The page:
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Light fined, but avoids suspension

Left tackle Matt Light's wallet is $15,000 lighter after his fight with Dolphins linebacker Channing Crowder Sunday. Left tackle Matt Light's wallet is $15,000 lighter after his fight with Dolphins linebacker Channing Crowder Sunday. (Doug benc/Getty Images)
By Michael Vega
Globe Staff / November 27, 2008
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FOXBOROUGH - Matt Light walked into the Patriots' locker room yesterday a little lighter in the wallet after his brawl with Miami linebacker Channing Crowder, but thankful National Football League commissioner Roger Goodell didn't force him to spend his Thanksgiving weekend like so many other football fans: sprawled on the couch at home watching games.

Light and Crowder were each hit with $15,000 fines but not suspended for their roles in a toe-to-toe throwdown following Stephen Gostkowski's 30-yard field goal in the fourth quarter of New England's 48-28 romp over the Dolphins Sunday in Miami, meaning quarterback Matt Cassel will have his starting left tackle to protect his blind side in Sunday's matchup against the Pittsburgh Steelers and their league-leading defense.

"It will be great to have Light out there, and I'm happy they came up with that ruling," Cassel said yesterday. "As a quarterback, you love your left tackle, especially Matt Light. He's such a great player."

Light was ejected with 7:08 remaining after Crowder got chippy with him on Gostkowski's field goal that made it 41-28. Crowder bull-rushed Light and pushed him into Gostkowski, continuing the action after the kick sailed through the uprights.

Light pulled Crowder's head down and ripped off his helmet. Crowder rose up in a spray of dreadlocks and retaliated by charging Light and taking a swipe at him. Light responded by grabbing a fistful of Crowder's locks, pulling his head down, and slamming three punches at his head, which, in effect, wound up costing Light $5,000 per pop.

He got bang for his buck.

There were concerns Light could be suspended for Sunday's game. Asked yesterday if he had any such concerns, Light said, "You know what, honestly, I think that matter is kind of a closed deal now. It was what it was. Obviously, I'm not happy with what my actions were and I don't think that was the way to go. In my mind, it's a closed deal now.

"They've made a decision on it and we're going to move forward and get ready to play a good Steelers team," he added. "I think that's where everybody's concentration should be right now, and that's definitely where mine is at this point."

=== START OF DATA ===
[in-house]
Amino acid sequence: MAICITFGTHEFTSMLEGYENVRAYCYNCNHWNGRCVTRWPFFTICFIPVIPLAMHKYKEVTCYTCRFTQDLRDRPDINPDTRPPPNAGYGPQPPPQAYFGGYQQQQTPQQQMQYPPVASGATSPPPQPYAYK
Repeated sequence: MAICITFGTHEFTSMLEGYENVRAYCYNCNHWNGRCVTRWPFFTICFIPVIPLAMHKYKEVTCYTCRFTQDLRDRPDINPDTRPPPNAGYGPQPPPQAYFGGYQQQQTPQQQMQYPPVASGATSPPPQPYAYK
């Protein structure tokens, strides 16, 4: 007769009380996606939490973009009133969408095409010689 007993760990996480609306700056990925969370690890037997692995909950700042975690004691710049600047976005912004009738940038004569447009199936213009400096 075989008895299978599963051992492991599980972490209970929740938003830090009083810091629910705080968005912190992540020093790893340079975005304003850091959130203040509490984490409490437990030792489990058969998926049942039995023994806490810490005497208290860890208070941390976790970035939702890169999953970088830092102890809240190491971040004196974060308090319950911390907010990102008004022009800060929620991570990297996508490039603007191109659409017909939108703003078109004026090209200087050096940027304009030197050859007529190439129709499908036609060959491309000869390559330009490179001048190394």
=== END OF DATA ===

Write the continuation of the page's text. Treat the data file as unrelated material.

The Patriots, though, dodged a bullet. Pass protection will be at a premium against Pittsburgh's fierce rush, led by outside linebackers James Harrison (12 sacks) and LaMarr Woodley (10 1/2 sacks).

"It's big," said guard Logan Mankins, Light's sidekick on the left side of the offensive line. "We need him. We're going up against the No. 1 defense in the league, with two pretty good pass rushers on their team and we're going to need all of our guys."

It's likely the NFL, which has taken a harsh stance against rules violators and repeat offenders, took a lenient approach with Light and Crowder because it was their first offense.

But what if Light had been suspended? How would that have affected the Patriots' preparations? Bill Belichick didn't want to fathom that scenario, but he would not have allowed it to cause disruptions.

"We'll prepare the same as we always do," he said. "Right now, we're preparing for everybody to be ready to go."

Said Mankins, "Well, our motto here is when someone's not there, someone else has to step up. I'm sure whoever they put in - Mark [LeVoir] or Wes [Britt] - would've done a good job. But we're not worried about that. Matt's here and we're past that and now we're worried about the Steelers. It's going to be a tough fight Sunday."

It would have been tougher, though, without Light.

"Yeah, they're about as good at doing it as anybody," Light said of the Steelers, who are allowing a league-low 235.4 yards per game. "Over the years, it's always been a certain style down in Pittsburgh. They've always been a very physical team. I think back to my rookie year [in 2001], going back and playing those guys, it was always about playing a physical team that can move around a lot and they'd hit you at every angle.

"I think for us up front, it's just a matter of recognizing what they do, trying to get a hat on a hat, and it really comes down to the physical side of it - who can outlast the other guy. I think this is going to be a really big challenge for us offensively."

Asked if he was worried about other opponents trying to get under his skin, Light smiled and replied, "I've been here eight years, boss, and this isn't my first rodeo. I think we're all good."

Michael Vega can be reached at vega@globe.com.

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